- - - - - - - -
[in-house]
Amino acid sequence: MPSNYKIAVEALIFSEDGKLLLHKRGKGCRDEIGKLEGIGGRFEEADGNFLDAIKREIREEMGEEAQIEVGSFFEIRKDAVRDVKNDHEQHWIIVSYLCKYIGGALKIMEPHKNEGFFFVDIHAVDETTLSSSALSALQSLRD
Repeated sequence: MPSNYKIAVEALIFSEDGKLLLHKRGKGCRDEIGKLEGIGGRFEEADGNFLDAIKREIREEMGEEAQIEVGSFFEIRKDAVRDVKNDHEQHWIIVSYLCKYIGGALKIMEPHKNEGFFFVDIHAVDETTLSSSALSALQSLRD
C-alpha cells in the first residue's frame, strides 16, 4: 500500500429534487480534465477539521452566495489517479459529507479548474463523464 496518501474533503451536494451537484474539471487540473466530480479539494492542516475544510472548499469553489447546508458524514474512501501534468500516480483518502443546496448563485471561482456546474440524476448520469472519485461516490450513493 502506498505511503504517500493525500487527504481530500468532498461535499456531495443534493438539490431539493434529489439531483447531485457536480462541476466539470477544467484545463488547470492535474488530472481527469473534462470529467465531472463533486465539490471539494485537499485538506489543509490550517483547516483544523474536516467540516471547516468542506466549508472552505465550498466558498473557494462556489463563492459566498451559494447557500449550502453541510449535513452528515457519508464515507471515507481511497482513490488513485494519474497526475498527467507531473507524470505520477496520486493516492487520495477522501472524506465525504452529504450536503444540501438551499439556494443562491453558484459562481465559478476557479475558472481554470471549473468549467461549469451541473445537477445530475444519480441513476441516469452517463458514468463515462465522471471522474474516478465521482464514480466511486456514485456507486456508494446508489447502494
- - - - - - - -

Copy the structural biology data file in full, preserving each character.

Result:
[in-house]
Amino acid sequence: MPSNYKIAVEALIFSEDGKLLLHKRGKGCRDEIGKLEGIGGRFEEADGNFLDAIKREIREEMGEEAQIEVGSFFEIRKDAVRDVKNDHEQHWIIVSYLCKYIGGALKIMEPHKNEGFFFVDIHAVDETTLSSSALSALQSLRD
Repeated sequence: MPSNYKIAVEALIFSEDGKLLLHKRGKGCRDEIGKLEGIGGRFEEADGNFLDAIKREIREEMGEEAQIEVGSFFEIRKDAVRDVKNDHEQHWIIVSYLCKYIGGALKIMEPHKNEGFFFVDIHAVDETTLSSSALSALQSLRD
C-alpha cells in the first residue's frame, strides 16, 4: 500500500429534487480534465477539521452566495489517479459529507479548474463523464 496518501474533503451536494451537484474539471487540473466530480479539494492542516475544510472548499469553489447546508458524514474512501501534468500516480483518502443546496448563485471561482456546474440524476448520469472519485461516490450513493 502506498505511503504517500493525500487527504481530500468532498461535499456531495443534493438539490431539493434529489439531483447531485457536480462541476466539470477544467484545463488547470492535474488530472481527469473534462470529467465531472463533486465539490471539494485537499485538506489543509490550517483547516483544523474536516467540516471547516468542506466549508472552505465550498466558498473557494462556489463563492459566498451559494447557500449550502453541510449535513452528515457519508464515507471515507481511497482513490488513485494519474497526475498527467507531473507524470505520477496520486493516492487520495477522501472524506465525504452529504450536503444540501438551499439556494443562491453558484459562481465559478476557479475558472481554470471549473468549467461549469451541473445537477445530475444519480441513476441516469452517463458514468463515462465522471471522474474516478465521482464514480466511486456514485456507486456508494446508489447502494